Attorney Thomas B. Burton discusses how to legally make a Will in Wisconsin and he covers the essential elements that every Will must have in order to be legally valid under Wisconsin law. In this short video, Attorney Burton will over the required legal elements to legally make a Will in Wisconsin and discusses how you can meet each element in order to make your own legally valid Last Will and Testament in Wisconsin.
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Welcome back, I'm Attorney Thomas Burton. I'm an estate planning and asset protection attorney here in Wisconsin and today's video is 'How to legally make a will in Wisconsin'.
So today, I want to talk about the five essential elements you need to make a will in Wisconsin and I'm going to run through those five, so you can watch this video and know exactly what the legal requirements are to make a will in Wisconsin.
So let's get right into it. The first factor is age. You must be age 18+, in the state of Wisconsin, to make a will that's considered the age of majority in Wisconsin or the age you are a legal adult. Number two, you must have capacity and this is defined as sound mind. Now the test for capacity is not easily definable as a Black Letter Law but generally you must know the objects of your bounty meaning you must know what you possess and what you want to do with it in order to make a will.
So if you have questions about capacity, you should discuss it with your lawyer because they're really in the best position to be able to tell you if you or someone else has the capacity to execute a will but for most healthy people, if you know the objects of your bounty and you know what you possess and what you want to do with it, you need to have that capacity on the date you signed the will.
Third, in Wisconsin, the will must be in writing. We do not allow oral wills, spoken nor do we allow handwritten wills like writing on a napkin. Some states allow a handwritten will, what they call a holographic will. I know states out west, allow those more than western culture where that may have been popular but in Wisconsin, it must be in writing and in writing we mean typed.
So once you have your will in writing and typed up and ready to sign and today I'm not going to talk about everything you can do with a will but in general, you can name heirs, you can name your own personal representative, you can choose guardians for a minor children. You can do all that within the will and choose who you want to receive your property after your death but after you have it all put together and typed on paper, in order to make it legally valid, we need the signature of the Testator and the Testator is the person who makes the will. So if I'm talking to you, if you're making the will, you're the testator. So whoever is making the will for themselves, that's who we call the testator. So we need their signature in ink, on the will and then we need the signature of two witnesses, two disinterested witnesses must sign the will, after the testator and in general, I like to do this all together. Have the testator sign and the witnesses witness them, witness the signature, sign and date, at the same time. So that's what's legally required to make a will. Now we can get into more topics about what you can do with the will and things like that and even about signing the will like I say, the best method is get your witnesses in the room with you and watch you sign, when you sign your will. Because the law says, conscious presence and that's defined as within the five senses and generally, under case law and the statutes, we believe that means you need to be within sight and sound of each other to be conscious present.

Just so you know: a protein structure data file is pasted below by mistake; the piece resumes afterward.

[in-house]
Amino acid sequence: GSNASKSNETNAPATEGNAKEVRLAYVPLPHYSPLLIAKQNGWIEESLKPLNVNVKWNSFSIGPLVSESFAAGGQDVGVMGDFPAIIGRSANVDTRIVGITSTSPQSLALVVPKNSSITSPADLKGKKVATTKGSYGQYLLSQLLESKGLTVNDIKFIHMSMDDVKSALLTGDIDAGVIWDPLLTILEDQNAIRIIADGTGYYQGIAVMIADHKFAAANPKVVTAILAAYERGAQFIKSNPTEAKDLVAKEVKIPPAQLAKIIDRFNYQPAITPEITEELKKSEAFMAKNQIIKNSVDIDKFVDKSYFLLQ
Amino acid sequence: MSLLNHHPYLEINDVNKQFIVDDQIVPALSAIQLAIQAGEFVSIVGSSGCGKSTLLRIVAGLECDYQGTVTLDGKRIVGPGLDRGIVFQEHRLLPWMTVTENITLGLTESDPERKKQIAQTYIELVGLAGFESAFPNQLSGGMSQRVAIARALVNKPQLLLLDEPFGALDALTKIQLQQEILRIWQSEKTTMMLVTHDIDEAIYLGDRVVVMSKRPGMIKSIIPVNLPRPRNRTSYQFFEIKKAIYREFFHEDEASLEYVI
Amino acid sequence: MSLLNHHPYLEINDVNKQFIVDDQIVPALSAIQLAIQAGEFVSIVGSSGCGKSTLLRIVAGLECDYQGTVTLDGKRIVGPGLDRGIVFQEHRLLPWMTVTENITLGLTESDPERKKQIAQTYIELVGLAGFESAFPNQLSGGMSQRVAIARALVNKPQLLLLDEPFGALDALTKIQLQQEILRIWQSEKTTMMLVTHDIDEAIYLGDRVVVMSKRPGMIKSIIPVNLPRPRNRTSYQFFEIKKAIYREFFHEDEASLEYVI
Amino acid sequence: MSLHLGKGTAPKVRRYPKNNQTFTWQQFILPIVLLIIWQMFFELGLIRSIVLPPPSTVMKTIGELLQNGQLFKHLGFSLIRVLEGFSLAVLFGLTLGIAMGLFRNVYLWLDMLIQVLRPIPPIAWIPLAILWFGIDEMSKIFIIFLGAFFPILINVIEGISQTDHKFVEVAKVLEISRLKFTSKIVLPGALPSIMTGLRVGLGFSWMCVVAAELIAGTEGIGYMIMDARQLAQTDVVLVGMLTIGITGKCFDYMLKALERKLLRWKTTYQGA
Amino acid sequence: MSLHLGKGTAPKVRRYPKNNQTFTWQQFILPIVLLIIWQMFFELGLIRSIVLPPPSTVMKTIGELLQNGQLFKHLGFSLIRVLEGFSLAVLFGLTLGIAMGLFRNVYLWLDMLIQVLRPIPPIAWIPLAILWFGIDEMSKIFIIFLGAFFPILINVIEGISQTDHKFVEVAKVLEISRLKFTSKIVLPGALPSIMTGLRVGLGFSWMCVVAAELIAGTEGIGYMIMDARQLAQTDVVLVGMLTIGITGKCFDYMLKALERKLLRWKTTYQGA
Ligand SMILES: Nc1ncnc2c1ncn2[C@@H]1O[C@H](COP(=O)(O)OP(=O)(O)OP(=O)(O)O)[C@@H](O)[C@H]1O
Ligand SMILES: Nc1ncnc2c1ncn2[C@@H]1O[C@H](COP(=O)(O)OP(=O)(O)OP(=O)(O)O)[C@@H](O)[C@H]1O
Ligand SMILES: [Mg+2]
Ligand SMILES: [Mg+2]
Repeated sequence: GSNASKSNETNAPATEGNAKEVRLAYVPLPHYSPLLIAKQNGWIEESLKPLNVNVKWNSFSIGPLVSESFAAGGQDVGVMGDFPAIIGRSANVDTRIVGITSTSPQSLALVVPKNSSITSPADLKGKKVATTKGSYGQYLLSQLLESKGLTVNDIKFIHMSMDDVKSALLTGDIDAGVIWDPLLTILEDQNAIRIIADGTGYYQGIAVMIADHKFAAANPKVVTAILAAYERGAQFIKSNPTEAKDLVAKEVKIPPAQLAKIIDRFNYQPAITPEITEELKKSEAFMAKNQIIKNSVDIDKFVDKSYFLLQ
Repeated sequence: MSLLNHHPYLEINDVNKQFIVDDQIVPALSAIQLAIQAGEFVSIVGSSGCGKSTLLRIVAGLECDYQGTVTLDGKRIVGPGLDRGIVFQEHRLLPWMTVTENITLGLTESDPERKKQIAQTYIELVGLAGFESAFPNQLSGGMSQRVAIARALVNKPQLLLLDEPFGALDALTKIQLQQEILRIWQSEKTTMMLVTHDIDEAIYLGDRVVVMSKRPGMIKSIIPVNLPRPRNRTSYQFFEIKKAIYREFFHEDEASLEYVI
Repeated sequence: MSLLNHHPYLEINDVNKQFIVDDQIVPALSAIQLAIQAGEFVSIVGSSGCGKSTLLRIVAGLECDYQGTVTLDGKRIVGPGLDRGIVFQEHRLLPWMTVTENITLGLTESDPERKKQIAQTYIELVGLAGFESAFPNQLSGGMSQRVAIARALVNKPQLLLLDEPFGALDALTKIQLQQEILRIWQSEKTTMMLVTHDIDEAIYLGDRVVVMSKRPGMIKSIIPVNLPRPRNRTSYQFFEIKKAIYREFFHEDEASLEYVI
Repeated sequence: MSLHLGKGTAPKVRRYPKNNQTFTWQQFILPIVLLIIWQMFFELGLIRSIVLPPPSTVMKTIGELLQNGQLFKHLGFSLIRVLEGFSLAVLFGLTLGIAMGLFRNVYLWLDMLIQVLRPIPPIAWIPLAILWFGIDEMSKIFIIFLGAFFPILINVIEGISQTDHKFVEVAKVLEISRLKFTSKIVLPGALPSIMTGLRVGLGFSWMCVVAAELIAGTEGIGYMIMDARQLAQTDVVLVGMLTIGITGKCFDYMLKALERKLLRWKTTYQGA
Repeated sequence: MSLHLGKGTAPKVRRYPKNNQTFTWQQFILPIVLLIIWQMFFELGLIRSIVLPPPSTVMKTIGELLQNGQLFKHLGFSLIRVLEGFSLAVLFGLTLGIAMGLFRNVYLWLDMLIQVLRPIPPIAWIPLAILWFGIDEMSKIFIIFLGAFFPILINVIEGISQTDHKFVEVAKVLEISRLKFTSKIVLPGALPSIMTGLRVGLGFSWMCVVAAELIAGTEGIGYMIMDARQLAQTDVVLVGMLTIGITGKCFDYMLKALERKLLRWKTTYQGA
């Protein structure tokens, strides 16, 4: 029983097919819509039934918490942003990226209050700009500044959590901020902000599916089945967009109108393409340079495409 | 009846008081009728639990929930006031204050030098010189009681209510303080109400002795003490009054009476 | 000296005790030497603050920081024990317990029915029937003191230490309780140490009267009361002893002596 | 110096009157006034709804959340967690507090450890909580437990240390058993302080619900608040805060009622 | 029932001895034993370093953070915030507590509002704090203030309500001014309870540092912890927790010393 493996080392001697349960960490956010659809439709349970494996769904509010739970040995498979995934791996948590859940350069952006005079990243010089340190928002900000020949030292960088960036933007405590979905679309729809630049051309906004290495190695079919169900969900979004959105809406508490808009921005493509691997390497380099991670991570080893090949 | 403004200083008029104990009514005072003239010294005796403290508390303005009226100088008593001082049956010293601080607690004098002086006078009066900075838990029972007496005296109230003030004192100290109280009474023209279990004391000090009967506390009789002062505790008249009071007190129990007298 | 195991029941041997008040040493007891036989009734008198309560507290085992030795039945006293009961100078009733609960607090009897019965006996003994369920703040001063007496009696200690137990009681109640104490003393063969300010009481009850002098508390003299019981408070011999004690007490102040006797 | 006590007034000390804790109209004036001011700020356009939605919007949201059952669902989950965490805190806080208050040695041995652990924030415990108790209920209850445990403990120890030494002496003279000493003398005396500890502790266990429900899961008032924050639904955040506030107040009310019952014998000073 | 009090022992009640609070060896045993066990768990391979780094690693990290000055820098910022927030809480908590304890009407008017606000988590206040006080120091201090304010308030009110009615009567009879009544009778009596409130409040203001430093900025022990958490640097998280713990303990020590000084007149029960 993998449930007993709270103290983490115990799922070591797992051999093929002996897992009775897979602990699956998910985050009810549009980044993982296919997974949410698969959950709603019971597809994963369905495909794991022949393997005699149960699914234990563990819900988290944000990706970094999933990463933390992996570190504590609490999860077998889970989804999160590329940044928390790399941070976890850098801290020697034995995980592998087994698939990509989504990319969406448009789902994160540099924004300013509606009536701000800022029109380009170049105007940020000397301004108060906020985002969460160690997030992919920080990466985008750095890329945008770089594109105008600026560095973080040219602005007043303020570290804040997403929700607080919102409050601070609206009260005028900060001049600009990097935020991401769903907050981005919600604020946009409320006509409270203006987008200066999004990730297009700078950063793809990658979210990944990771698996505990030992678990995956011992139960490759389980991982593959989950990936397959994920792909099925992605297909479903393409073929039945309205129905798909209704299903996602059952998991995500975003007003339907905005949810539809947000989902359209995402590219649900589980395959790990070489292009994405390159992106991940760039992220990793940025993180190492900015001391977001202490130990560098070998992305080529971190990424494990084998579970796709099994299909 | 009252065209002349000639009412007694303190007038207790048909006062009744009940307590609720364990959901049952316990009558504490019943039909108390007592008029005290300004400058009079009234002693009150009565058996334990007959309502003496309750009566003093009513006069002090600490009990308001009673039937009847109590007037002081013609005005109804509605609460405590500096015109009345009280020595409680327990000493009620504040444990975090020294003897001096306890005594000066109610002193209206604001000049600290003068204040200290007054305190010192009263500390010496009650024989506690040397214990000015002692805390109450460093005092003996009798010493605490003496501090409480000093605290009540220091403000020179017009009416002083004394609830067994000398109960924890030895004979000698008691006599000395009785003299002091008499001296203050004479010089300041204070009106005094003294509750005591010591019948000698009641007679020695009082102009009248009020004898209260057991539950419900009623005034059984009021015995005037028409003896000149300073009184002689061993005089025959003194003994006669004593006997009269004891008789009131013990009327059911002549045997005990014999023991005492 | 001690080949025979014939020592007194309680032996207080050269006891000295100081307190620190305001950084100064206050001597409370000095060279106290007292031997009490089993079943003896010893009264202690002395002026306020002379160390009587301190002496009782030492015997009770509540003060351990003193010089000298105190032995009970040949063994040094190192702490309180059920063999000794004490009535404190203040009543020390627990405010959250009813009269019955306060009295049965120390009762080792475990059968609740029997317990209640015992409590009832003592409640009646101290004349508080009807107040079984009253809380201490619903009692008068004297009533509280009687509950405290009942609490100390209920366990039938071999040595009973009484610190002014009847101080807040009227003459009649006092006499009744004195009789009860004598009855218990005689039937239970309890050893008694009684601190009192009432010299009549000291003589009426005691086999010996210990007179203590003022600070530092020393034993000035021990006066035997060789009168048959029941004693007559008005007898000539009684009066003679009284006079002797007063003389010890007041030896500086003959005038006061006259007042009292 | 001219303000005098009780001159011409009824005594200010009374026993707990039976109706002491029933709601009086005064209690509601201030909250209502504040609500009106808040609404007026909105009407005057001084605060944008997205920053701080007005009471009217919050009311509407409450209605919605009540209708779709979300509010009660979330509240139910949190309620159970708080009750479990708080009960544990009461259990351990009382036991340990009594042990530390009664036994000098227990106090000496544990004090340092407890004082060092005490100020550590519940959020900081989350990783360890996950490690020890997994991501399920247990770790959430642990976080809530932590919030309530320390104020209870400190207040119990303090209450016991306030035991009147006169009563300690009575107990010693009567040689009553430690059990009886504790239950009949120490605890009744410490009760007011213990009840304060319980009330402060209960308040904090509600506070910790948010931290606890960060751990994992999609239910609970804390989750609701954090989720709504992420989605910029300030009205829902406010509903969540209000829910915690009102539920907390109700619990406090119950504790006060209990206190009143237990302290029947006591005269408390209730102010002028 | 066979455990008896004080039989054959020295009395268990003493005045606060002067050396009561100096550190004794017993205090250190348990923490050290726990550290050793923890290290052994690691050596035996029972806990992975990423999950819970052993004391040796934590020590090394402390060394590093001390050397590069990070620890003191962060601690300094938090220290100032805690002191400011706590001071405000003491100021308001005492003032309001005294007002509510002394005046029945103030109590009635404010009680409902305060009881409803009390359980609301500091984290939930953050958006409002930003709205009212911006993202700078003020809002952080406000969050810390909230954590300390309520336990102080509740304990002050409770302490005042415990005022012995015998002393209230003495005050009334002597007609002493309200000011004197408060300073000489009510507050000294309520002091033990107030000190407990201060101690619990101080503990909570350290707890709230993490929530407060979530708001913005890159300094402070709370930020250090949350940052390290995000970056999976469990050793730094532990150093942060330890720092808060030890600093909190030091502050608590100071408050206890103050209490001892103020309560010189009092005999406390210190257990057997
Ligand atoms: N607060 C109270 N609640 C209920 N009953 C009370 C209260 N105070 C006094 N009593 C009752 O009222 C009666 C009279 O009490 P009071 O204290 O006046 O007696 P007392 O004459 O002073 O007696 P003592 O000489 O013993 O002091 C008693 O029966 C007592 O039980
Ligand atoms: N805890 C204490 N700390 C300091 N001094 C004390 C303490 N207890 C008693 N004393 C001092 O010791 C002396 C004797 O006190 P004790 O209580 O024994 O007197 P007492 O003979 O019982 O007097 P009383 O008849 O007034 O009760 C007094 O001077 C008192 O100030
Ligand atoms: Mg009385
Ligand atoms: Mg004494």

So for more on the exact legal requirements, you can check out Wisconsin statute, chapter 853. Google that, this is a brief summary of the five requirements needed to make a legally valid will in Wisconsin. If you want to learn more about the specifics, you can check out my Estate Planning 101 series, where I go in depth on some of these topics and/or check out my video on how you can make your own basic will for free in Wisconsin.
So I hope this has been helpful to you. If it has, consider giving it a like and subscribing to the channel, so that more people can see and benefit from this information as well.
Thanks for watching and we'll see you next time.
© 2020 Burton Law LLC. All Rights Reserved. Transcript and captions provided for ease of access for the hearing impaired. For questions about this topic, or to suggest a topic for a future blog post, please contact the office.